Be Aware of the Heat and Sun

Just like humans, our pets can be negatively affected by high temperatures and sunny weather. Heat exhaustion, heat stroke, and even sunburns are all concerns you should be keeping an eye out for in yourself, other people, and your animals. Make sure you and your pets have consistent access to shade and clean, fresh water. While a significant amount of people in the Pacific Northwest don’t have air conditioning, there are methods to help keep you and your furry friends cool. Fans set up around the house can help keep air flowing and might help cool things down just a bit. You could also put a damp towel in the freezer for a bit before laying it on top of your pet. There are also cooling vests and mats that can help keep your dog cool on hot days and some dogs might even enjoy laying in a kiddie pool of cold water.

However, when trying to cool your pet down, be careful to not cool them down too quickly or do things that could cause unintended problems. For overheated dogs, ice baths or ice packs can be dangerous because rapid cooling can actually cause your dog’s blood vessels to contract and reduce blood flow. That, in turn, makes it much more difficult for your dog to cool down. Similarly, swimming in lakes, ponds, and rivers can be a wonderful thing for humans and animals alike. But look out for signs of algae, as there are some types that are toxic, and be wary of rivers with strong currents.

If you have a dog with a thick, double coat, it might seem like a good idea to shave them or at least give them a haircut. But those thick coats actually help these dogs regulate their temperatures and provide sun protection for their skin so it’s important that you do not shave these dogs! In the summer, most of their dense undercoat is gone and the outer layer of guard hairs allow cool air to circulate around your dog’s skin. Instead of shaving them, help your dog out by brushing them regularly with an undercoat rake to help get their undercoat out and to prevent painful mats or tangles from forming.

Finding A Lost Pet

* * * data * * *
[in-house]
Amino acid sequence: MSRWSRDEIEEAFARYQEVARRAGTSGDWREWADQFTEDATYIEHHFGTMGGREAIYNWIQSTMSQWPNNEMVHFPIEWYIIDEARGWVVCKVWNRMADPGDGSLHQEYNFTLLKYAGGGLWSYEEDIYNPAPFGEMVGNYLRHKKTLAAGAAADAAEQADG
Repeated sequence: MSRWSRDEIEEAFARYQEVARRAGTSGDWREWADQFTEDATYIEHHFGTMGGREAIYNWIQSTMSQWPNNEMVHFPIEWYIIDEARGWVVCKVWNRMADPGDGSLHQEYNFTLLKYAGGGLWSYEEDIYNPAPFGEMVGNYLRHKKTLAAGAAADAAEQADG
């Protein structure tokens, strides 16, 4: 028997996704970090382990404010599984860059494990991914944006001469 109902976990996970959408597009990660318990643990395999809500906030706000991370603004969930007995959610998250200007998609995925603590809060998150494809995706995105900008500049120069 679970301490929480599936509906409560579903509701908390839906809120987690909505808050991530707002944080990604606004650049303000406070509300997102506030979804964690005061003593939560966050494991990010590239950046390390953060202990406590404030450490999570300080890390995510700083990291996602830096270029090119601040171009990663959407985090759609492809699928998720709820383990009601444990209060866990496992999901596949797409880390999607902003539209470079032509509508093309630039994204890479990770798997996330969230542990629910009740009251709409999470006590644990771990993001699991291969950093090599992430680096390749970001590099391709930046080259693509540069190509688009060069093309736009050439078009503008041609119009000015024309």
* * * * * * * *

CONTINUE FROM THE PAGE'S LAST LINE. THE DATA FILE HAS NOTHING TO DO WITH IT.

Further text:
Unfortunately, things can go wrong even if you do everything right and pets can go missing. Before that happens (if it does at all!), you should make sure your pet is microchipped and that the microchip information is up to date. Microchips are a permanent form of identification for your pets in case your pet’s collar/tags are lost. According to the American Veterinary Medical Association, microchipping is injected under the skin using a hypodermic needle and no surgery or anesthesia is required. It’s a quick procedure and can be done at veterinary hospitals, clinics, or animal shelters. Microchips can be scanned at these places as well and provide staff who scan them with your contact information so your pet can be returned.

If your pet does go missing, the first thing is to search your home, yard, and neighborhood. Talk to your neighbors to see if they’ve seen your pet and if they could keep an eye out if possible. If it’s been a few hours and there’s still no sign of your pet, consider posting on social media platforms and different sites, like NextDoor, PetCo Love Lost, or Craigslist. You should also contact your local animal control department and/or animal shelter (sometimes they are the same!) about doing a lost pet walk-through and getting on their radar to see if they have your pet.

Cat Stuck In A Tree?

Unfortunately, sometimes cats get stuck in high places and can’t get down by themselves. If you find your cat in this situation and are in Western Washington, reach out to Canopy Cat Rescue, a non-profit run by two arborists with years of experience in both safely climbing trees and rescuing cats.

Phone: (877) 721-6369

  • Press 1 for King, Snohomish, Whatcom San Juan, Island, Chelan, and Kittitas Counties
  • Press 2 for Pierce, Lewis, Thurston, Mason, Jefferson, Clallam, Grays Harbor, Pacific, Wahkikum, Cowlitz, and Skamania Counties
  • Press 3 for the rest of Washington State counties and 4 for general inquires